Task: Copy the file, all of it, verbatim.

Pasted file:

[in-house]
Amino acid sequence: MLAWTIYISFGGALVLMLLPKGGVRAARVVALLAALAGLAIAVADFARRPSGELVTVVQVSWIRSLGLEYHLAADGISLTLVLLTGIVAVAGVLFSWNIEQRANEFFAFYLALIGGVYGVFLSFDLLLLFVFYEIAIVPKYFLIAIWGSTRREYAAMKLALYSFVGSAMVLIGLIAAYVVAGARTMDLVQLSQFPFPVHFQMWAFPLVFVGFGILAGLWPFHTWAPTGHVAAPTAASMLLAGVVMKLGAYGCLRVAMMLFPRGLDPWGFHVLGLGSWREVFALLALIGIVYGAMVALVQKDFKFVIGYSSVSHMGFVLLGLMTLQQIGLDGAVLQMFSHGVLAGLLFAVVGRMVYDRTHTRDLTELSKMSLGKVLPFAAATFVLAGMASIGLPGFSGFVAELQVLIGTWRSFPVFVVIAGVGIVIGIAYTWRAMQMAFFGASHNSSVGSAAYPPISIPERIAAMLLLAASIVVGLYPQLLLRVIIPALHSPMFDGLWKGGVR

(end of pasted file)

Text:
[in-house]
Amino acid sequence: MLAWTIYISFGGALVLMLLPKGGVRAARVVALLAALAGLAIAVADFARRPSGELVTVVQVSWIRSLGLEYHLAADGISLTLVLLTGIVAVAGVLFSWNIEQRANEFFAFYLALIGGVYGVFLSFDLLLLFVFYEIAIVPKYFLIAIWGSTRREYAAMKLALYSFVGSAMVLIGLIAAYVVAGARTMDLVQLSQFPFPVHFQMWAFPLVFVGFGILAGLWPFHTWAPTGHVAAPTAASMLLAGVVMKLGAYGCLRVAMMLFPRGLDPWGFHVLGLGSWREVFALLALIGIVYGAMVALVQKDFKFVIGYSSVSHMGFVLLGLMTLQQIGLDGAVLQMFSHGVLAGLLFAVVGRMVYDRTHTRDLTELSKMSLGKVLPFAAATFVLAGMASIGLPGFSGFVAELQVLIGTWRSFPVFVVIAGVGIVIGIAYTWRAMQMAFFGASHNSSVGSAAYPPISIPERIAAMLLLAASIVVGLYPQLLLRVIIPALHSPMFDGLWKGGVR